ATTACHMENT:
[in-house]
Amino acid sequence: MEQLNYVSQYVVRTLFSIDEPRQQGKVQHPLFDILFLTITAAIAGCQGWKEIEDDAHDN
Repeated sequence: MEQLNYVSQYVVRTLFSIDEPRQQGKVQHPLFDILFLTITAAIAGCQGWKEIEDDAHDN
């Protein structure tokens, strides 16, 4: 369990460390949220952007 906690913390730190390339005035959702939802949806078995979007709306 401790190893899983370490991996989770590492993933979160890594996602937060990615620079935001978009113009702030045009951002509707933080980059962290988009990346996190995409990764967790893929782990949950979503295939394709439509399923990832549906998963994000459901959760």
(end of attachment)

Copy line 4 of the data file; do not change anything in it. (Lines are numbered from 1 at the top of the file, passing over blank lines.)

């Protein structure tokens, strides 16, 4: 369990460390949220952007 906690913390730190390339005035959702939802949806078995979007709306 401790190893899983370490991996989770590492993933979160890594996602937060990615620079935001978009113009702030045009951002509707933080980059962290988009990346996190995409990764967790893929782990949950979503295939394709439509399923990832549906998963994000459901959760």